Why Manafort’s plea deal should scare Trump, in 5 words

President Donald Trump at the White House on September 6, 2018.

It’s a bad day to be Trump.

We just heard what may be the five most frightening words for President Trump yet: “He’s agreed to fully cooperate.”

That’s what Kevin Downing, the lead lawyer for Trump’s former campaign chair Paul Manafort, told reporters outside a Washington courthouse on Friday when he announced that Manafort had agreed to cooperate with special counsel Robert Mueller’s Russia investigation as part of a plea deal.

That’s a potentially catastrophic outcome for the president.

Here’s why: As Vox’s Andrew Prokop explains, legal experts “have long speculated that the special counsel’s main aim in charging Manafort with financial and lobbying crimes was to pressure him to ‘flip’ — so he’d agree to provide information related to their true concern of whether the Trump campaign conspired with Russia to interfere with the election.”

There is at least one area in particular that Manafort may be able to provide important information about: the June 2016 meeting at Trump Tower between Donald Trump Jr. and Jared Kushner and a Russian lawyer who claimed to have damaging information on Hillary Clinton.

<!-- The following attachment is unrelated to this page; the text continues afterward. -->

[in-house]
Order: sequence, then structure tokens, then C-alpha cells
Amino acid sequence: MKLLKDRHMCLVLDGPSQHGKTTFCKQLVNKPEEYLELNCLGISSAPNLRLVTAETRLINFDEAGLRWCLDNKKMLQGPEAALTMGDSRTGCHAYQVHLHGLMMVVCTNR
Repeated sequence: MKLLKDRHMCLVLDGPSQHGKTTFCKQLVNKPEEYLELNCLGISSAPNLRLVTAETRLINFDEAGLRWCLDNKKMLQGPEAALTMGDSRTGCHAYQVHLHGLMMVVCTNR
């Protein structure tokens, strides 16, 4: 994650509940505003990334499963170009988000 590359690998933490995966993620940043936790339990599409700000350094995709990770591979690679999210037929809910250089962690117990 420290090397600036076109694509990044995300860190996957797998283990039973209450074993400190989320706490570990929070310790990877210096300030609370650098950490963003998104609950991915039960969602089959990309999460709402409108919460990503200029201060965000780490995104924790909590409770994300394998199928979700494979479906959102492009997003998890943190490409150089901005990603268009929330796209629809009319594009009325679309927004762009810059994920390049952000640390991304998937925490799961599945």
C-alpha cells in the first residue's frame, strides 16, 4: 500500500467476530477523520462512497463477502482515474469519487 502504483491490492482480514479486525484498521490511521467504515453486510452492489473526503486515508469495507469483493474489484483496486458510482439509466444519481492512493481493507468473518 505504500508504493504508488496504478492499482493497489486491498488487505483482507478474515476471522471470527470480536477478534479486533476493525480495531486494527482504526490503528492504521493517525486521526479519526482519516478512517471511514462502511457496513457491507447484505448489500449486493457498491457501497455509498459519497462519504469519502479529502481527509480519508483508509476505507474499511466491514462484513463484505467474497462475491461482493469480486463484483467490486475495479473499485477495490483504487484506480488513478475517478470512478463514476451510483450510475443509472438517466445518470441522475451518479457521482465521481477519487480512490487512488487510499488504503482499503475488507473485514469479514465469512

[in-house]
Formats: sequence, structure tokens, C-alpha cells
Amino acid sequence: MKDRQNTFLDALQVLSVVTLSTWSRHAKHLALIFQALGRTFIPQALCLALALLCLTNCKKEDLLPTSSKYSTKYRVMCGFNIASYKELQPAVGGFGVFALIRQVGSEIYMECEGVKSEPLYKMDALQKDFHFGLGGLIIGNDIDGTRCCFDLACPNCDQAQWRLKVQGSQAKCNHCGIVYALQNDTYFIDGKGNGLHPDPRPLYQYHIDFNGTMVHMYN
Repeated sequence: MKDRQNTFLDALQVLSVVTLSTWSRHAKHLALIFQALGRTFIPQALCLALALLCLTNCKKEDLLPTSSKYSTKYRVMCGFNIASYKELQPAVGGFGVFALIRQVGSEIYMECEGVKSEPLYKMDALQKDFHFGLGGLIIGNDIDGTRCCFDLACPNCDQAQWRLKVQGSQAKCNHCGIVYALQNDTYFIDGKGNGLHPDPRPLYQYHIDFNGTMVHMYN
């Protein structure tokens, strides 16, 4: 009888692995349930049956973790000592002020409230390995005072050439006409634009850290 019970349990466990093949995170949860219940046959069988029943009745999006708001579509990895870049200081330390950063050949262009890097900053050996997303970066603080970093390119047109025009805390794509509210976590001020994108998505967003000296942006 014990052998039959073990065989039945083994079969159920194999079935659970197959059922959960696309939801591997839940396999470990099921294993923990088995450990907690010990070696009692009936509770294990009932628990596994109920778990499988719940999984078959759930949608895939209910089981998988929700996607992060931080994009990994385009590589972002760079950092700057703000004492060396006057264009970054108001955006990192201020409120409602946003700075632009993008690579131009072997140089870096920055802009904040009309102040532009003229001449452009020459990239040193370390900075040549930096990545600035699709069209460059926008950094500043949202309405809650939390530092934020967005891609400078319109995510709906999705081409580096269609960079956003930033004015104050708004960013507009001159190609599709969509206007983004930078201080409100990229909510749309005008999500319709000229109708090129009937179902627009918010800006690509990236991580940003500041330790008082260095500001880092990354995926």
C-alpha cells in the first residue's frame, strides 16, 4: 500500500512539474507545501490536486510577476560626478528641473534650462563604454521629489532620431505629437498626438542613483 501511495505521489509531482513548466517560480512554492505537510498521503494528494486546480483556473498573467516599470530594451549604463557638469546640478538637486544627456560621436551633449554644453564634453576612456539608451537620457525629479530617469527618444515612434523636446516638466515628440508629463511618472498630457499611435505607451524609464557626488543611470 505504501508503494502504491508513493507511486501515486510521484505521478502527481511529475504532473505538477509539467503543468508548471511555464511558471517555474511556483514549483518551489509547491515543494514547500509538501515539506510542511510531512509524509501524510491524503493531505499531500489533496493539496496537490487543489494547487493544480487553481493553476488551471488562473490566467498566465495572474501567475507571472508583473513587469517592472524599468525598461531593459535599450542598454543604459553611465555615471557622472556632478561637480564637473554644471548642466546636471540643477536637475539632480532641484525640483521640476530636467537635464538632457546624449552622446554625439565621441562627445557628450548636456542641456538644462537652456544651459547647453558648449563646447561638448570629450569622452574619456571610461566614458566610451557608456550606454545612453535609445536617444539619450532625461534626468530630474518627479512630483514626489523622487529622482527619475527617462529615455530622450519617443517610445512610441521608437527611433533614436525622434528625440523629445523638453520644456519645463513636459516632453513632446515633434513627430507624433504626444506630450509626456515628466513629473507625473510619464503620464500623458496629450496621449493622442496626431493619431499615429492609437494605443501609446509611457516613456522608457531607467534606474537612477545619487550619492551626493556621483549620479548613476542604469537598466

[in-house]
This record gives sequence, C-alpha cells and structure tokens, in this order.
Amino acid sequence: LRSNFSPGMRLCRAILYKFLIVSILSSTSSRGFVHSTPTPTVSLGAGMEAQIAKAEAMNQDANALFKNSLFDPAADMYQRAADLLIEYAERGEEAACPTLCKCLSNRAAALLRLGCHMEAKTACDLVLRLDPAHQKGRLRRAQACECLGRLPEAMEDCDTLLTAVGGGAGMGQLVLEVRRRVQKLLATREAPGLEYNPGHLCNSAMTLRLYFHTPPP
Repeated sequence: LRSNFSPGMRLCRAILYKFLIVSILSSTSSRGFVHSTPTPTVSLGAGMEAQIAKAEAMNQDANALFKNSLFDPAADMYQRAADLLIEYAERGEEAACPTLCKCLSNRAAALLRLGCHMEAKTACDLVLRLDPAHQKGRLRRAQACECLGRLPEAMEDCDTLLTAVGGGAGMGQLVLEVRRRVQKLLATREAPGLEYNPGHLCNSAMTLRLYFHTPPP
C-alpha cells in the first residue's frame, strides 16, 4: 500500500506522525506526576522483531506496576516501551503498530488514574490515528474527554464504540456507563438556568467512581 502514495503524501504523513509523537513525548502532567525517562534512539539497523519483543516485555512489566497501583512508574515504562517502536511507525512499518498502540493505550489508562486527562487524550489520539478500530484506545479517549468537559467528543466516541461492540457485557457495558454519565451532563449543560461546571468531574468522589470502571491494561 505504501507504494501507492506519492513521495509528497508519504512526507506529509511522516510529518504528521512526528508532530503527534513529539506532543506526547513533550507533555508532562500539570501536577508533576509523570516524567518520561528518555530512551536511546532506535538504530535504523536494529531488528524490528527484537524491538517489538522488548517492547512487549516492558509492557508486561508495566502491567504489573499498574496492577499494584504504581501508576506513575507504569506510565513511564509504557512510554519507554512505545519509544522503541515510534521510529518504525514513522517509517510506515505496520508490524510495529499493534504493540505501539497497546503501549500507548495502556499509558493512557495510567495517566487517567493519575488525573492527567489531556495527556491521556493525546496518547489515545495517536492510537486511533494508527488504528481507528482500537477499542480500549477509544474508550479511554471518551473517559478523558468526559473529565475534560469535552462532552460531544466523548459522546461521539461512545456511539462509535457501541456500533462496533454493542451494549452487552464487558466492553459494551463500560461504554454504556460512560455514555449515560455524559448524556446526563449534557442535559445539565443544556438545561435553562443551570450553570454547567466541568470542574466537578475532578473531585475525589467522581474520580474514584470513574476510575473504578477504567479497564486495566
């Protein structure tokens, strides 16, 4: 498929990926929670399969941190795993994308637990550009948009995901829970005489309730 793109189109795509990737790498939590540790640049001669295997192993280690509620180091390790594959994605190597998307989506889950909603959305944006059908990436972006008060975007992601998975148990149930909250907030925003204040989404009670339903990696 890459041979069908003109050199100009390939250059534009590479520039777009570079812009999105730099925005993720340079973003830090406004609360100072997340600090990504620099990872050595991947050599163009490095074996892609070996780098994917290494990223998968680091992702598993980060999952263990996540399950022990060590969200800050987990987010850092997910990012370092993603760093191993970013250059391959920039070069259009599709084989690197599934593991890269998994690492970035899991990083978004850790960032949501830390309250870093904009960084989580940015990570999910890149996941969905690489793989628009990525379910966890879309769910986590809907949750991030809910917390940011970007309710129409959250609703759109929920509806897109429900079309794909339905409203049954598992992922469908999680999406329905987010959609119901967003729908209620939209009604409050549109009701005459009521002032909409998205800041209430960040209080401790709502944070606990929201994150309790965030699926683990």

Manafort also took part in that meeting, and will therefore be able to provide Mueller’s investigators with a first-hand account of what went on behind closed doors that day. He’s also the first attendee at the meeting to work with Mueller.

But that’s likely just the tip of the iceberg. Manafort also had close contact with two Russians during the campaign: Oleg Deripaska and Konstantin Kilimnik. Deripaska, a notorious Russian oligarch, was once Manafort’s client. And Kilimnik was formerly Manafort’s longtime business associate — and possibly has ties to Russian intelligence.

And that’s just what the public already knows. It’s entirely possible Mueller knows even more about interactions between the Trump campaign and Russia.

Which means that at best, Manafort will be able to help Mueller corroborate details about the Trump Tower meeting — and whether Trump knew about it in advance. At worst, Manafort may be able to provide Mueller with a wealth of new and potentially damaging information about the campaign’s ties to Russia.

Either way, this is certainly one of the worst days for Trump yet when it comes to the Mueller probe.

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